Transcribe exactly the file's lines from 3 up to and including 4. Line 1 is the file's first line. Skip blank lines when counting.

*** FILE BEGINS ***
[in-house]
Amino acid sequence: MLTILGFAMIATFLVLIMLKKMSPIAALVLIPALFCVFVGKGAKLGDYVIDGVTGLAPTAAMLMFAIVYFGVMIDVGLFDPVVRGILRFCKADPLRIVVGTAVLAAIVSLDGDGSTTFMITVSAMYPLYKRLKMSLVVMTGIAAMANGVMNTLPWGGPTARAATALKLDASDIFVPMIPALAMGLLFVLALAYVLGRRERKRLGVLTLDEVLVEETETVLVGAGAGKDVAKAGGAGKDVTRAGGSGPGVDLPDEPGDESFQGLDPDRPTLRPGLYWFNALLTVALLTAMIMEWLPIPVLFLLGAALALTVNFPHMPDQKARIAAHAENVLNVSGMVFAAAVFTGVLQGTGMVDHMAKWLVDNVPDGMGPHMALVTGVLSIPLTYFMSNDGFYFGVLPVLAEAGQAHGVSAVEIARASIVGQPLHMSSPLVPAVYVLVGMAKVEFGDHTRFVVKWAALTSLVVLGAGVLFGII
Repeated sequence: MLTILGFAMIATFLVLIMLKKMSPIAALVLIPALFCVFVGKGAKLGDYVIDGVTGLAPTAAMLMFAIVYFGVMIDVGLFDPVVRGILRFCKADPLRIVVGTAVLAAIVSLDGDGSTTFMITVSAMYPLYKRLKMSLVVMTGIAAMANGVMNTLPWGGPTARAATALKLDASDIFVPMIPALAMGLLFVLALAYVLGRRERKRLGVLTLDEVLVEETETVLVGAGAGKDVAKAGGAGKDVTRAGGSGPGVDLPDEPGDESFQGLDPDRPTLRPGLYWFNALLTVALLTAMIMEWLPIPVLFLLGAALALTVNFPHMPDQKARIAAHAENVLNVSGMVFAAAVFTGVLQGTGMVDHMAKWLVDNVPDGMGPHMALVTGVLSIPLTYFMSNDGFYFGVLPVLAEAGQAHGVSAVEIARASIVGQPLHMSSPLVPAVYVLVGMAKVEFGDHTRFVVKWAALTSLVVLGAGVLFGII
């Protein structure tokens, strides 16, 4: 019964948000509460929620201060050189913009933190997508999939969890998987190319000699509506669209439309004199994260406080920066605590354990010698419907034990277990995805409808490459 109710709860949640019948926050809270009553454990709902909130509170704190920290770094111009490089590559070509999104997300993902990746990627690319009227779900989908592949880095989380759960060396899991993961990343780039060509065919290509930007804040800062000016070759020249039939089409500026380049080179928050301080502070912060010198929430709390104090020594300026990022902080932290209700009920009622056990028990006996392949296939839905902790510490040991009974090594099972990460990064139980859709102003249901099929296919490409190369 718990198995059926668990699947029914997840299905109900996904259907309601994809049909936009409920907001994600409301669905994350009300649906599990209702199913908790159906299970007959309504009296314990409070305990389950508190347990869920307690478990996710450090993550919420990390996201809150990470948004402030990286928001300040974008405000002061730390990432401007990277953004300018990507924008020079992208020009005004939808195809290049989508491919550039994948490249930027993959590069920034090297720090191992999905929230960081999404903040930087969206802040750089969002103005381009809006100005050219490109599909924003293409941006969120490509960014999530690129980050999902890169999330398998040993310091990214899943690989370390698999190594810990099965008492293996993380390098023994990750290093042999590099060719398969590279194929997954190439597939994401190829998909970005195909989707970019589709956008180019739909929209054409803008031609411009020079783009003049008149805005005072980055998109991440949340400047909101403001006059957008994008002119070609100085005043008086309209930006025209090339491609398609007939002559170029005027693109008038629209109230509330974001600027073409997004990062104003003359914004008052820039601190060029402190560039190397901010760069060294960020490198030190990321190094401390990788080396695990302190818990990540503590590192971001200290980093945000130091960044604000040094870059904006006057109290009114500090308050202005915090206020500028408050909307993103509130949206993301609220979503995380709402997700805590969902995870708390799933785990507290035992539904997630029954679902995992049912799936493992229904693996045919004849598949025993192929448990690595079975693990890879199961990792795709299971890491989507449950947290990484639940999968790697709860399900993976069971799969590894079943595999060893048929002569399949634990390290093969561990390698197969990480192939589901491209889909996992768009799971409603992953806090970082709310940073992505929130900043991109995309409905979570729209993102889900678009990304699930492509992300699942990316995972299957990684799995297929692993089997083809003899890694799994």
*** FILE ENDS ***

Repeated sequence: MLTILGFAMIATFLVLIMLKKMSPIAALVLIPALFCVFVGKGAKLGDYVIDGVTGLAPTAAMLMFAIVYFGVMIDVGLFDPVVRGILRFCKADPLRIVVGTAVLAAIVSLDGDGSTTFMITVSAMYPLYKRLKMSLVVMTGIAAMANGVMNTLPWGGPTARAATALKLDASDIFVPMIPALAMGLLFVLALAYVLGRRERKRLGVLTLDEVLVEETETVLVGAGAGKDVAKAGGAGKDVTRAGGSGPGVDLPDEPGDESFQGLDPDRPTLRPGLYWFNALLTVALLTAMIMEWLPIPVLFLLGAALALTVNFPHMPDQKARIAAHAENVLNVSGMVFAAAVFTGVLQGTGMVDHMAKWLVDNVPDGMGPHMALVTGVLSIPLTYFMSNDGFYFGVLPVLAEAGQAHGVSAVEIARASIVGQPLHMSSPLVPAVYVLVGMAKVEFGDHTRFVVKWAALTSLVVLGAGVLFGII
């Protein structure tokens, strides 16, 4: 019964948000509460929620201060050189913009933190997508999939969890998987190319000699509506669209439309004199994260406080920066605590354990010698419907034990277990995805409808490459 109710709860949640019948926050809270009553454990709902909130509170704190920290770094111009490089590559070509999104997300993902990746990627690319009227779900989908592949880095989380759960060396899991993961990343780039060509065919290509930007804040800062000016070759020249039939089409500026380049080179928050301080502070912060010198929430709390104090020594300026990022902080932290209700009920009622056990028990006996392949296939839905902790510490040991009974090594099972990460990064139980859709102003249901099929296919490409190369 718990198995059926668990699947029914997840299905109900996904259907309601994809049909936009409920907001994600409301669905994350009300649906599990209702199913908790159906299970007959309504009296314990409070305990389950508190347990869920307690478990996710450090993550919420990390996201809150990470948004402030990286928001300040974008405000002061730390990432401007990277953004300018990507924008020079992208020009005004939808195809290049989508491919550039994948490249930027993959590069920034090297720090191992999905929230960081999404903040930087969206802040750089969002103005381009809006100005050219490109599909924003293409941006969120490509960014999530690129980050999902890169999330398998040993310091990214899943690989370390698999190594810990099965008492293996993380390098023994990750290093042999590099060719398969590279194929997954190439597939994401190829998909970005195909989707970019589709956008180019739909929209054409803008031609411009020079783009003049008149805005005072980055998109991440949340400047909101403001006059957008994008002119070609100085005043008086309209930006025209090339491609398609007939002559170029005027693109008038629209109230509330974001600027073409997004990062104003003359914004008052820039601190060029402190560039190397901010760069060294960020490198030190990321190094401390990788080396695990302190818990990540503590590192971001200290980093945000130091960044604000040094870059904006006057109290009114500090308050202005915090206020500028408050909307993103509130949206993301609220979503995380709402997700805590969902995870708390799933785990507290035992539904997630029954679902995992049912799936493992229904693996045919004849598949025993192929448990690595079975693990890879199961990792795709299971890491989507449950947290990484639940999968790697709860399900993976069971799969590894079943595999060893048929002569399949634990390290093969561990390698197969990480192939589901491209889909996992768009799971409603992953806090970082709310940073992505929130900043991109995309409905979570729209993102889900678009990304699930492509992300699942990316995972299957990684799995297929692993089997083809003899890694799994």